The mallet vibrated the bowl which then vibrated the water causing droplets to jump out onto the floor while a calming low-pitched hum filled the shop. It was beautiful, but the bowls were too big for our carry-on luggage. We purchased much smaller, yet equally gorgeous metalwork earrings instead.

After returning down the steps, we searched for a restaurant for dinner. We hadn’t gone more than a city block when a modern 3-level bistro with a glass front called Lamee Coffee House caught our eye. We walked up to the second-floor balcony and were given menus in both Nepalese and English where the word ‘nachos’ caught our attention. Curious about the Nepalese version of this Western dish, we couldn’t resist ordering it. 

We also ordered momo for backup. The ‘nachos’ were topped with cheese, copious amounts of sour cream, and what looked and tasted like pico de gallo. Even though the momo turned out not to be necessary, they were so good we ate them too.

Entrance to Swayambhunath, AKA Monkey Temple.
Entrance to Swayambhunath, AKA Monkey Temple. 


Budhanilkantha had its own areas worth visiting. A 1.8 km walk from the hotel was Budhanilkantha Temple, a Hindu shrine dedicated to Lord Vishnu. As we walked Nora told us about its ancient legend of a farm couple who discovered a fully formed statue when their plow ran into it drawing blood.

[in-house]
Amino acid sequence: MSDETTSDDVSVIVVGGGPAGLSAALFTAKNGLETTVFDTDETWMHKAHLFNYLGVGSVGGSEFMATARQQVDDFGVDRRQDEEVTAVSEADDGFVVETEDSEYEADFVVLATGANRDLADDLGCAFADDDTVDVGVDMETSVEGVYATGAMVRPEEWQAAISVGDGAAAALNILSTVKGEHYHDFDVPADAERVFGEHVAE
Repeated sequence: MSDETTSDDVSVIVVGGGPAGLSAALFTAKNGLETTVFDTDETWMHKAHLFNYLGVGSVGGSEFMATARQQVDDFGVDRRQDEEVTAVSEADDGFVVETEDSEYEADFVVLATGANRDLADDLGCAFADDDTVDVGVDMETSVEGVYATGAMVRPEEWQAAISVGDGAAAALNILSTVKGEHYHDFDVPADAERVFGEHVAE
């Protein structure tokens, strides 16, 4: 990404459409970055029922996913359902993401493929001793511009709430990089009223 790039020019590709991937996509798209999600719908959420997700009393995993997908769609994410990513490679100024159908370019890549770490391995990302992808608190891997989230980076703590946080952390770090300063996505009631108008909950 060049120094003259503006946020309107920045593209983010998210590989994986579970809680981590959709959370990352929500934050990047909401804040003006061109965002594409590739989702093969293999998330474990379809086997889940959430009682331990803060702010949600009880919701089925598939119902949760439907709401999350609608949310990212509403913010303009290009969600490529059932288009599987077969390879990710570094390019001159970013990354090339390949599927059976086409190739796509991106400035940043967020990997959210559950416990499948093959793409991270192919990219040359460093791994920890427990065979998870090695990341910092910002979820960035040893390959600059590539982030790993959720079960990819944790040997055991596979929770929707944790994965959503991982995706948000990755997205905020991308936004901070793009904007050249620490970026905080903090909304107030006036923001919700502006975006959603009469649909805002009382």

Sometime in the 7th century, the statue was set in a small pond where the massive stone structure is said to “float.” Since only clerics can touch Lord Vishnu, no one has been able to prove or disprove that. 

Regardless, the statue is gorgeous – an onyx-black figure lying flat with an ornate metallic headpiece and adorned with vibrant orange garlands of marigolds. As we circled the fenced statue, a steady stream of worshipers entered the shrine while children chased pigeons in the plaza. 

A short walk from the shrine on Golfutar Main Road is Himalayan Java Café, a modern eatery in grey and white tones with soft seating around the perimeter. Gorgeous desserts were on display in a glass counter.

We each ordered a decadent piece of cake (red velvet for me) with an equally decadent mocha latte. If not for the Nepalese pop music in the background, I would have thought we were in a French patisserie or an Italian caffe bar.